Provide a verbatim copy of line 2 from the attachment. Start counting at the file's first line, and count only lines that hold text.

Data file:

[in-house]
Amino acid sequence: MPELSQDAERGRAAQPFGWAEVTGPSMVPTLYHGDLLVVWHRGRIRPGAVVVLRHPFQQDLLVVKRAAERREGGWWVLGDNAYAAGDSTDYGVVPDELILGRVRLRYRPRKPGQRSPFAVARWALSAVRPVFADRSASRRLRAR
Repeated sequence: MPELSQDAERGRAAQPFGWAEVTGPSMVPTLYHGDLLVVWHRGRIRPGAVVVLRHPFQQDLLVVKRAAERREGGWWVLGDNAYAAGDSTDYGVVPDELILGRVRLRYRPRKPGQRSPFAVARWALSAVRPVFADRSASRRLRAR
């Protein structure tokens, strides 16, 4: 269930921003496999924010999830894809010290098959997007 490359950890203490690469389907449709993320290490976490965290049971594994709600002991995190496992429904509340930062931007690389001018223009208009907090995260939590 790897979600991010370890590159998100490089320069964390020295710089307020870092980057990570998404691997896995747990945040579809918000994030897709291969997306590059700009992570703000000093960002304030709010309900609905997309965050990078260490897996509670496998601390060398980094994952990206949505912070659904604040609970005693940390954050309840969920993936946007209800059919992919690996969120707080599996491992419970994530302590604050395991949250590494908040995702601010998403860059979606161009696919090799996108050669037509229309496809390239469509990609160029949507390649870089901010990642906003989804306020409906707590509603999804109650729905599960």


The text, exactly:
Amino acid sequence: MPELSQDAERGRAAQPFGWAEVTGPSMVPTLYHGDLLVVWHRGRIRPGAVVVLRHPFQQDLLVVKRAAERREGGWWVLGDNAYAAGDSTDYGVVPDELILGRVRLRYRPRKPGQRSPFAVARWALSAVRPVFADRSASRRLRAR